Too often, we see these accidents happen. We hear about a worker who says he was wearing his Protective Personal Equipment (PPE), his hard hat, but it had failed him. His safety was put at risk when a 2×4 came crashing down, knocking his hard hat off, leaving his bare head exposed for the rest of the wood to fall on him, knocking him unconscious, and sending him to the hospital.
Hard Hats Versus Safety Helmets
Hard hats have been around for over fifty years, and shamefully their design has changed very little. A hard hat’s design is flawed, leading to many avoidable accidents.
Hard hats are created to protect the crown of the head from penetration or impact but are not made to protect the sides of the head. They tend to fall off from the simplest of movements, like leaning over. Hard hat companies have tried to reconcile this issue by providing lanyards knowing how easily hard hats fall off. Another issue with hard hats is their standard focus is based on objects impacting the hard hat and not the head impacting an object, for example, a person falling off a ladder and hitting their head.
Safety helmets can provide much more protection than a hard hat because of their build. They have a foam liner that absorbs energy and improves protection from penetration and impact from all sides of the head. Helmets also come with a strap that latches below the chin to ensure they stay on during a fall, trip, slip, or if an object impacts their helmet from a height.
Plenty of incredible stories have been told of how a safety helmet saved or reduced an injury in the field. A cement mason was climbing down a ladder and fell twelve feet, cracking the back of his helmet. It may have fallen off if it were a hard hat, and that crack to the helmet could have been his head. The man walked away without injury, the helmet was replaced, and he returned to work the next day.
The Explanation for the Shift from Hard Hats to Safety Helmets
The American Society of Concrete Contractors (ASCC) found that 25% of all construction fatalities or life-altering injuries are caused by Traumatic Brain Injuries (TBIs). One-fourth of our construction workers can be protected simply by shifting from wearing a hard hat to wearing a safety helmet. Rock climbers wear these types of helmets to protect their heads from rocks, and cyclers also use helmets to absorb shock if they fly off their bikes. So why shouldn’t we? Why aren’t we?
Construction workers who welcome the use of helmets over hard hats give themselves a second chance at life. Helmets help protect from a rogue tool, cement block, or wood debris falling and protect their head from a bad trip or falling from a height.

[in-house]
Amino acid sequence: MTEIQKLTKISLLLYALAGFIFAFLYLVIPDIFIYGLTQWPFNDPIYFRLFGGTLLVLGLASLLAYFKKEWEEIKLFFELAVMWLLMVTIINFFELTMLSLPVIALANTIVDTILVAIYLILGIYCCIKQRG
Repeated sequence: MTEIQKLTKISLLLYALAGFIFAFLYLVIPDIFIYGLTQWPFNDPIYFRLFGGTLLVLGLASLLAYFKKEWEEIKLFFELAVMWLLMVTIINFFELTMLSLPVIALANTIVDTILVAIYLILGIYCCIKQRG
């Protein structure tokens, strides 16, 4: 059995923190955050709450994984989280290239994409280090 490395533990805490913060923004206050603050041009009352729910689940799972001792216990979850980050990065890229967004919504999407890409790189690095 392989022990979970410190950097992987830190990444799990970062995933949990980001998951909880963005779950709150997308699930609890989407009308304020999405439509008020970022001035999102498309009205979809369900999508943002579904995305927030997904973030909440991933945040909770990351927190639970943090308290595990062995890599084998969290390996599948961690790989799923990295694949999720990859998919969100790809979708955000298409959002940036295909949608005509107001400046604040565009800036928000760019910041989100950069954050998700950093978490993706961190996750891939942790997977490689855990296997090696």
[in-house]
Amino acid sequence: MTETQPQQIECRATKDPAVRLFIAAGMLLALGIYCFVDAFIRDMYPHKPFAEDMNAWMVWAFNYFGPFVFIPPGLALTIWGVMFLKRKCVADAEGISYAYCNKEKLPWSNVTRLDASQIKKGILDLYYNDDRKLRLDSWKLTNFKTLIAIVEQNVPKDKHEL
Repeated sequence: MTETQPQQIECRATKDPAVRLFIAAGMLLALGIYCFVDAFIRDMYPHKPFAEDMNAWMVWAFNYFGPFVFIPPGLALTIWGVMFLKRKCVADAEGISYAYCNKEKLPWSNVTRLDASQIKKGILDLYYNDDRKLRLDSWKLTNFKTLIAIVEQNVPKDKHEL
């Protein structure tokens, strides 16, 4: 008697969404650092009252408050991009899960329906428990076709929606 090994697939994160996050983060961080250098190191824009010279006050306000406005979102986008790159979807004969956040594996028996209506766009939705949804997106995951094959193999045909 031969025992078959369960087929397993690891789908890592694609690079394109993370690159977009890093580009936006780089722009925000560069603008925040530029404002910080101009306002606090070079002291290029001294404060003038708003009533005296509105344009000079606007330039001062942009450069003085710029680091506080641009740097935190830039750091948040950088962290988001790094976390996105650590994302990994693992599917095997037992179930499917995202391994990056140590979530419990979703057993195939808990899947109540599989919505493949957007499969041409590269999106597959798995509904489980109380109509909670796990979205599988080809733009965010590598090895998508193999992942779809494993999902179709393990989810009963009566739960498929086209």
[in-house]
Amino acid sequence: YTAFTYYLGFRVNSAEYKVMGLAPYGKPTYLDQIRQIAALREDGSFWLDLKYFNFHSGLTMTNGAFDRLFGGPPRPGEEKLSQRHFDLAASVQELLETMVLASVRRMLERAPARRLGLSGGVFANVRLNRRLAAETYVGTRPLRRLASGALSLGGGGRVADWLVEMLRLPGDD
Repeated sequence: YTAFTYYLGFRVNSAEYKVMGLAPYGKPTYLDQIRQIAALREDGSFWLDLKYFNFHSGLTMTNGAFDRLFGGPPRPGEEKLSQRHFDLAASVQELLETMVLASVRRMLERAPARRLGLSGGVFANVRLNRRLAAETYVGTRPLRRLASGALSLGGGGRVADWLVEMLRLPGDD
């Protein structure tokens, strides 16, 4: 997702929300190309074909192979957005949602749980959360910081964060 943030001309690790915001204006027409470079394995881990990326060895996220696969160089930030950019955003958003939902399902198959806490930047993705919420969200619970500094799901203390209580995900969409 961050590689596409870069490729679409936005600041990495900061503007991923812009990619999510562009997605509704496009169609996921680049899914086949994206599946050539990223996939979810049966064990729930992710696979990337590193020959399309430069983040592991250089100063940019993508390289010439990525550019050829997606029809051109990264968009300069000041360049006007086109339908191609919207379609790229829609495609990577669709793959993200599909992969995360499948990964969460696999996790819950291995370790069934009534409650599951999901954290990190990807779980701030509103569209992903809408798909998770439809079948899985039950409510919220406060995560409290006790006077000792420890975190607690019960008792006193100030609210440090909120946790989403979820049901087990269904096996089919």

Take, for example, Chris Plue’s story. Chris works in the concrete industry and witnessed his drywall co-worker get hit in the front of his helmet with a horizontal scaffold plank. To worsen the incident, the blow knocked him backward to the ground, where he hit his head again. The helmet had saved him not once but twice! His co-worker was left with a back injury, but it could have been a lot worse without his helmet.
ANSI Type I, Class C, G, and some E requirements are met with safety helmets, satisfying all OSHA requirements. Helmets meet and exceed the performance, design, and safety of existing hard hats.
Simply put, safety helmets are safer than hard helmets. Countries worldwide, like Asia, Europe, Australia, and Africa have already adopted the practice. Currently, safety helmets are not a requirement in some countries. Many contractors stick with their routine hard hats, but studies show that safety helmets save lives.
Choose Safety Helmets Over Hard Hats
Counting numbers in just the ASCC alone, at least 30,000 construction workers wear helmets daily, with that number increasing daily. ASCC encourages personnel to leave their hard hats behind and choose safety helmets instead. Safety helmets are not just for the concrete industry but for everyone in the construction industry. They save lives, and the stories are there to prove it. So when the question comes up, hard hats or safety helmets, the answer is always helmets.
Hard Hats to Helmets, American Society of Concrete Contractors
Hard Hats to Helmets Frequently Asked Questions (FAQs), American Society of Concrete Contractors
Hoover, J., Transitioning from Hard Hats to Helmets: H2H Initiative Aims to Reduce Traumatic Brain Injuries in the Construction Industry, Texas Contractor